22 thoughts on “Black Students United Calls for Prison Divestment

    • First off, she is also free to stay. Just because u are ok with Cornell supporting private prisons, doesn’t mean that everyone else is. Just because you are completely satisfied with how everything at Cornell is run, doesn’t mean that everyone else is too. Second, why would her leaving be a good idea? Cause giving the school a moral compass is so detrimental to the school?

      • The prison does not select prisoners. The court, in accordance with laws passed by the legislature, decides who should be incarcerated. Divesting from investments in private prisons does nothing to discourage mass incarceration. I agree that too many people (of ALL colors) are in prison. Politicians on both sides are cooperating to address that problem. On the other hand, this strikes me as bored students desperately searching for a cause to maintain their street cred. What will it be next week? Perhaps the University does not provide adequate treatment for stray animals found on campus. Perhaps the ketchup brand used in the dining hall is not acceptable. Whatever happened to academic pursuits? Maybe these “students” are getting extra credit for organizing a protest?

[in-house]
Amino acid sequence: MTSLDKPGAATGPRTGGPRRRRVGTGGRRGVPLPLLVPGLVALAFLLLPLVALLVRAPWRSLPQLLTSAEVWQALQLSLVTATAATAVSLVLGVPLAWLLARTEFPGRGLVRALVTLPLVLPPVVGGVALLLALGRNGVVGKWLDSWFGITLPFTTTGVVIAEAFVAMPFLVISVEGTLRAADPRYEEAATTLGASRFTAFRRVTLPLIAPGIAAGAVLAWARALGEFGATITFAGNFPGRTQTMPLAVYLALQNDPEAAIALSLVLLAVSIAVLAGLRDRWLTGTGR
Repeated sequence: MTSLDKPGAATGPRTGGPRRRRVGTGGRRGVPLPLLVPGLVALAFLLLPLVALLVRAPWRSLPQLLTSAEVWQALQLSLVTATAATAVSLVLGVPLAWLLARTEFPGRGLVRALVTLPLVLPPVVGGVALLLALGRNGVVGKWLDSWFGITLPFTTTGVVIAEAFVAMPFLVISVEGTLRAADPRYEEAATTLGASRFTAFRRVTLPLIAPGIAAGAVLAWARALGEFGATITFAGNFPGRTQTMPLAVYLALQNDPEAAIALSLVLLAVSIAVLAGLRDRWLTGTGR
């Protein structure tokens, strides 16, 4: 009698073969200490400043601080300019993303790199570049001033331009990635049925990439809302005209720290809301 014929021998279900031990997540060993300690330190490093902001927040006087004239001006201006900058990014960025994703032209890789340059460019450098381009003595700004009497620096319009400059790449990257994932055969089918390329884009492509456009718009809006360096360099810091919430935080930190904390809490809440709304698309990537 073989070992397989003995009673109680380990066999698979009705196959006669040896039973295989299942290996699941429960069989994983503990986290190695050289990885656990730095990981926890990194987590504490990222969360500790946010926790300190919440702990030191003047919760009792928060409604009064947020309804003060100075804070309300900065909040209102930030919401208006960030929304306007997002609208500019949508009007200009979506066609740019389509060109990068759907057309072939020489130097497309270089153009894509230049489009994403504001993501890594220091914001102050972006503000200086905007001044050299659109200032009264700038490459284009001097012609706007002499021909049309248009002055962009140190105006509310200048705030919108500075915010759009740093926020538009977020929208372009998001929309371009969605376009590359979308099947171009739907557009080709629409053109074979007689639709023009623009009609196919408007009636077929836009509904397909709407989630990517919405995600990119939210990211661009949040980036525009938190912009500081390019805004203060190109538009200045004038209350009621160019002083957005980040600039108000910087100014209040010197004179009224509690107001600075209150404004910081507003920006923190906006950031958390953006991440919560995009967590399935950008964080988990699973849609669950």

• George, prisons do not select prisoners; that I agree with you.

          However, I would like to point out the fact that prisons have a huge financial incentive to keep their prisons filled. To make sure their interest are heard, there are lobbyist and campaign funding that supports politians that would have an influence what legislations do get passed.

          By not investing in prisons, one is tackling the issue at the root cause. For if the prisons make less money they have less money to use for lobbyist and other funding of politians. I surely oversimplified how it works, but this is the general idea.

          The fact Colombia university had recently undergone a similar movement certainly validates the reasoning behind it.